Photo: Annie Spratt

Despite the best efforts of the Mojave to hold me fast with its beauty and dear people, I left in 2010 for Bend, Or. Every object I owned was in a 5X8 trailer and my Vibe. The four cats who own me were in solitary in the back of what they knew was the Terrible Thing.

I carried with me the silhouette of the Joshua Buddha and 395 sightings of the moon. I carried in my cells the sensations of pressing my face to the rough bark of the old Joshua west of my cabin and breathing in its fine scent.

There was the solid joy of knowing my second novel, Going Through Ghosts, would be published by University of Nevada Press in Spring 2010. I drove in the company of those desert blessings. I knew I owed them and my green Northern future my life.

***

Two nights later, I walked out into my new neighborhood. The cats were settled on my bed. They had almost forgiven me for the terrible experience in the Terrible Thing.

I walked the city streets the way I walk off-trail. Checking for landmarks, turning around to be sure that on the way back I would recognize where I was. After fifteen minutes of not coveting the little houses, not judging the McMansions — I lie — and being greeted with smiles and conversation all along the way, I found myself at Drake Park along the Deschutes River.

The sun went gold under banks of gray and silver clouds. I found a flock of Canada Geese. There were females, ganders and fuzzy goslings on the cusp of being able to say, “NO!, mommy.”

The sky went from gold to flame. I imagined the Joshua Buddha behind me, the sun gone down behind indigo desert mountains. The geese murmured and honked to each other. The Deschutes became a satin ribbon of pink, scarlet and purple. I felt astonished that I had come to this tender place and could long for the tough desert.

Three frat boys swaggered toward me, stomping hard to scare the geese. The birds seemed to shrug and step away. Except for a pair. One of the guys suddenly yelled and bolted. I hoped he’d learned how hard a goose or gander can bite.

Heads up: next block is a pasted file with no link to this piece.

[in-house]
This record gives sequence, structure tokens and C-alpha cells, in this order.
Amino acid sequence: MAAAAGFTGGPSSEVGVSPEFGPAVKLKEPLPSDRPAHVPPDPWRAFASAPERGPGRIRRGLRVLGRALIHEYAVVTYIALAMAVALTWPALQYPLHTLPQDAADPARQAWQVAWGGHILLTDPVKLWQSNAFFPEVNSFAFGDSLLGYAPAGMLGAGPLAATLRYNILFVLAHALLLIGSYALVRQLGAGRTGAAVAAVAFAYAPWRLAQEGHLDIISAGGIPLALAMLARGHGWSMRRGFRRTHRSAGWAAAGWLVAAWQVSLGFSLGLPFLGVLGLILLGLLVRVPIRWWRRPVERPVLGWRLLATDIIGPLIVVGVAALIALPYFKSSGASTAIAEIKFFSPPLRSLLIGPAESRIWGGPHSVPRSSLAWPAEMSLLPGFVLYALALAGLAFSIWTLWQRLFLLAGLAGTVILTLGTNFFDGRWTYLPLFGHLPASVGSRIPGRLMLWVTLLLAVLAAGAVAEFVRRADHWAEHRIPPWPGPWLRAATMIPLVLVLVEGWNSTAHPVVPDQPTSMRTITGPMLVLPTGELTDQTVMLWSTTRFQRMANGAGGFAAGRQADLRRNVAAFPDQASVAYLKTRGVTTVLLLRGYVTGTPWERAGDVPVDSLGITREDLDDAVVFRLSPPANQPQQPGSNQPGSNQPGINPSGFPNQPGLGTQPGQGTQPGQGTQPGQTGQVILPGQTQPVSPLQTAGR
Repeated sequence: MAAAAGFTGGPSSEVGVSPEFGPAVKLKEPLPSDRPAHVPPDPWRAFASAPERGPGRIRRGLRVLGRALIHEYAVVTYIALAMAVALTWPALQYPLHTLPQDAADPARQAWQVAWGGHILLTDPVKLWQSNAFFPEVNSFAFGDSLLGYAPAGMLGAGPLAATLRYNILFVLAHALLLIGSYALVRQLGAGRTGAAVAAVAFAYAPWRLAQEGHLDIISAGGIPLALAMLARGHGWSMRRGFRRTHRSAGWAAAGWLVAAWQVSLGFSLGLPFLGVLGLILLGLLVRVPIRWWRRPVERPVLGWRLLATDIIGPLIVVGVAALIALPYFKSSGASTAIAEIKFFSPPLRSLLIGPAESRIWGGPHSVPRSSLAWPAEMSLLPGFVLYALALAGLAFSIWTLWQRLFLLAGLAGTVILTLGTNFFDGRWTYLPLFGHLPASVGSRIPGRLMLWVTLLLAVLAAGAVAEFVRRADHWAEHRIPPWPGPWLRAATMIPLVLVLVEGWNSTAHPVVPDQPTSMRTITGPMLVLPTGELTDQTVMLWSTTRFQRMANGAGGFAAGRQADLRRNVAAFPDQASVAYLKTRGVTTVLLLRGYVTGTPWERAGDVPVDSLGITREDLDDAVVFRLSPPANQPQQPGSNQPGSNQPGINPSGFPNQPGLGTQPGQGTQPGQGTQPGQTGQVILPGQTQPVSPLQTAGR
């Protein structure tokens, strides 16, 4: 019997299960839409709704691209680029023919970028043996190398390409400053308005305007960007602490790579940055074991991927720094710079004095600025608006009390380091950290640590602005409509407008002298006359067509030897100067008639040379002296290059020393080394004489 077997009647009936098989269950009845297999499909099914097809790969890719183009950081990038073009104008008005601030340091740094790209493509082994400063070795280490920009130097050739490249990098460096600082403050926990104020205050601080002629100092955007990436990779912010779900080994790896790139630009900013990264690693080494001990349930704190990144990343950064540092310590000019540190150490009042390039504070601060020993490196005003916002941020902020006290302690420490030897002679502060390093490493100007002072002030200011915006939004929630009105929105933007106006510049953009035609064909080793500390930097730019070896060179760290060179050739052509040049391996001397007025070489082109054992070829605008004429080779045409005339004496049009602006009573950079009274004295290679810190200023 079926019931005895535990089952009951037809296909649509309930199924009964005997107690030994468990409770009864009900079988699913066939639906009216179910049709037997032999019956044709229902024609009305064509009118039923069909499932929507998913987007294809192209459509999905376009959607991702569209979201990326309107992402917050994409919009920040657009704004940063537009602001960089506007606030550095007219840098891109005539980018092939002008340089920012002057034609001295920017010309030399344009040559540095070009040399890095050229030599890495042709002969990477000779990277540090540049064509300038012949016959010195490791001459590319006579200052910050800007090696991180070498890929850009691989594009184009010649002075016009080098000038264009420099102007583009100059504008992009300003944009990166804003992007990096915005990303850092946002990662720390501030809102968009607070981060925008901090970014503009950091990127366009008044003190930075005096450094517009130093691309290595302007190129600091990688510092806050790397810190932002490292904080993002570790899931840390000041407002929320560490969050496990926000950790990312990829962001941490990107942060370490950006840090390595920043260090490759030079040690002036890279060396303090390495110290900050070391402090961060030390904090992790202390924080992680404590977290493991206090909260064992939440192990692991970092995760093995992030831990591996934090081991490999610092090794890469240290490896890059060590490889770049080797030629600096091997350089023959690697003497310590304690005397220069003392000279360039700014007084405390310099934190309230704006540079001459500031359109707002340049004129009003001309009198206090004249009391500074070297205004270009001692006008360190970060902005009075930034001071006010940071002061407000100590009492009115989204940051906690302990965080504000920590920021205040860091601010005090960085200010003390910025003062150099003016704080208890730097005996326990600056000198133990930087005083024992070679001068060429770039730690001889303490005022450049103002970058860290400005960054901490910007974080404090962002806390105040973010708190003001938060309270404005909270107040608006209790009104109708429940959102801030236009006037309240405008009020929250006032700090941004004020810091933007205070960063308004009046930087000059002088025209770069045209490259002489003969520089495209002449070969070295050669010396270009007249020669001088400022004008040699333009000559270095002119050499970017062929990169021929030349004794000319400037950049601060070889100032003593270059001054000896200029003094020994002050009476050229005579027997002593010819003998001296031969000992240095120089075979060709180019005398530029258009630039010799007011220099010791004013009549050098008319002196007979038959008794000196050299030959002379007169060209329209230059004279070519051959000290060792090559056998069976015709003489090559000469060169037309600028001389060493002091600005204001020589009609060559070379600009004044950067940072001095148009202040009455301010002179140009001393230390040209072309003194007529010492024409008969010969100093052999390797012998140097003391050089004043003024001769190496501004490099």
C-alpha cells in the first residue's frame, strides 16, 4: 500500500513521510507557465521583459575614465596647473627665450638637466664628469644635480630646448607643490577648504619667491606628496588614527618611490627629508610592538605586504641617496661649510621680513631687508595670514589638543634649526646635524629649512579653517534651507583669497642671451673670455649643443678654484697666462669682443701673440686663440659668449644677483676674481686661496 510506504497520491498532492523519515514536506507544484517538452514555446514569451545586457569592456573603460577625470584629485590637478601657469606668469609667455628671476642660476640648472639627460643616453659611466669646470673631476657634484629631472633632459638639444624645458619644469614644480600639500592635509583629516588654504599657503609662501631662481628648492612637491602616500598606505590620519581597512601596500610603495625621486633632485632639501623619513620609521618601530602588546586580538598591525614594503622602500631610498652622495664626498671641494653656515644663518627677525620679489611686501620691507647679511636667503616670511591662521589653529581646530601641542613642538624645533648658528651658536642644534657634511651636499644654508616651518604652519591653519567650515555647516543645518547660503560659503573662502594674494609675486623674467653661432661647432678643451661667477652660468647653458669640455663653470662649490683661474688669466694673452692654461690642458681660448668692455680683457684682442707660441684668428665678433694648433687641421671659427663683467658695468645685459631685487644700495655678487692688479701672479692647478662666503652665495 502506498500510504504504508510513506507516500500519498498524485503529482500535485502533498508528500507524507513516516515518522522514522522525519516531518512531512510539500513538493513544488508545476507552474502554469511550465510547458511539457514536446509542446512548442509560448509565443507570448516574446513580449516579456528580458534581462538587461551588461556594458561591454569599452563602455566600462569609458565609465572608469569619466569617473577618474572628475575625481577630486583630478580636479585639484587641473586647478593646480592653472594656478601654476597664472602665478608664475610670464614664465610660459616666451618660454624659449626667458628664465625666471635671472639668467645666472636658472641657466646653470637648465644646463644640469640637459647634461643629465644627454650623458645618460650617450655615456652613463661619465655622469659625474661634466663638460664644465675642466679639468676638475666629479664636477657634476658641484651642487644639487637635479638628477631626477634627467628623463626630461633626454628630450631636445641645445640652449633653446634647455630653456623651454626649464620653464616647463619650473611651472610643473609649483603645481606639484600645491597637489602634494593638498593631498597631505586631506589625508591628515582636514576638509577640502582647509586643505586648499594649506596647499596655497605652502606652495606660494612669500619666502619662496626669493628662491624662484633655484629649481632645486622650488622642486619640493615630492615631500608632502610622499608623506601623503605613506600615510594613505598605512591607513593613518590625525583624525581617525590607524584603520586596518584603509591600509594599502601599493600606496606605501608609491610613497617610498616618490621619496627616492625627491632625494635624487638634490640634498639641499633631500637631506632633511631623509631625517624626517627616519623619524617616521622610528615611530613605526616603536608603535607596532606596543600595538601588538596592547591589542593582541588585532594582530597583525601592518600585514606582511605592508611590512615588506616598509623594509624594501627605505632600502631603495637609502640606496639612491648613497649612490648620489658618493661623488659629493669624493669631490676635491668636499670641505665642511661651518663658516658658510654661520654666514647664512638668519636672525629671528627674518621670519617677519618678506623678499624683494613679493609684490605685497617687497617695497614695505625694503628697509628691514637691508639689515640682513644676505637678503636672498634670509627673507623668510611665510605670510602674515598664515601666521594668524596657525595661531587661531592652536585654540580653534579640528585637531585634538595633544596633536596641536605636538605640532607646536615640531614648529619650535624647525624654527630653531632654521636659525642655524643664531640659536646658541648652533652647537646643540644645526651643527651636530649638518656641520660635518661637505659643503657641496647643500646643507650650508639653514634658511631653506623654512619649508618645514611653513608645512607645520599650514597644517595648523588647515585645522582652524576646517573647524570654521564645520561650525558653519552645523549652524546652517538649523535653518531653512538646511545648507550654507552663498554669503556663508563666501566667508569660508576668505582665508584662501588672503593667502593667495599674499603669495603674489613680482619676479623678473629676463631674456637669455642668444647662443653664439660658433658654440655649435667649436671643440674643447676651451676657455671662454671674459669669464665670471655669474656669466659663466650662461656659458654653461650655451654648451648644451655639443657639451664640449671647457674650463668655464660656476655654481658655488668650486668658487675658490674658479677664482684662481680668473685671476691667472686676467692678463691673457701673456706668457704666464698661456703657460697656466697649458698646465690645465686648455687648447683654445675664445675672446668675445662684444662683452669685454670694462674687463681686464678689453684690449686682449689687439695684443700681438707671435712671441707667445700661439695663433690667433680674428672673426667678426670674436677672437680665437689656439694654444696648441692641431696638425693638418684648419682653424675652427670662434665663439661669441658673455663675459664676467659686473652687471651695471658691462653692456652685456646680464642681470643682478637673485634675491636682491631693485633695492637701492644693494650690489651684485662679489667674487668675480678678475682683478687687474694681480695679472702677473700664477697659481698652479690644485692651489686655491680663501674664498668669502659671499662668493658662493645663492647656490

A mid-thirties mom and dad walked toward me, their two little boys behind them. The older boy, about 7, was throwing handfuls of gravel at the geese. I thought the parents would notice what the kids were doing and tell them to stop. The boys ran ahead. I walked past the mom and dad, turned and caught up with the boys. The older child picked up a handful of gravel and stalked the geese.
“Hey,” I said. “Don’t throw rocks at the geese.” He froze. He looked up at me with soft worried eyes and dropped the gravel. His younger brother watched in silence.
“All those geese,” I said, “are dad or mom geese. If you walk over the bridge you can see the babies. They’re fuzzy and they’re called goslings.”
The two boys were wide-eyed. “Treat the geese the way you would treat someone you love,” I said. “They can do stuff we can’t.”
The older boy laughed with delight. “I know!” he said. “They can put their heads under water and their butts go up and they can swim easy as anything…”
“and fly,” I said.
Mom and Dad approached. “I was explaining to your kids to not throw gravel at the geese. Your son here really understood.”
The parents smiled. Mom’s smile was wary. Dad had one of those tefloned ‘It’s allllll good’ smiles. “We saw you were having a conversation with them,” he said. “Yep,” I said. “They really listened.” I turned to the boys. “Thanks, guys,” I said. And walked on.

The geese had left feathers under one of the towering Ponderosa. I picked one up. I could tell you that the gray was the same color as the clouds that had moved in, but that would not be the whole truth. The gray was the precise gray of a Canada goose feather. It was the color of what a little boy might see some day — and want to protect.

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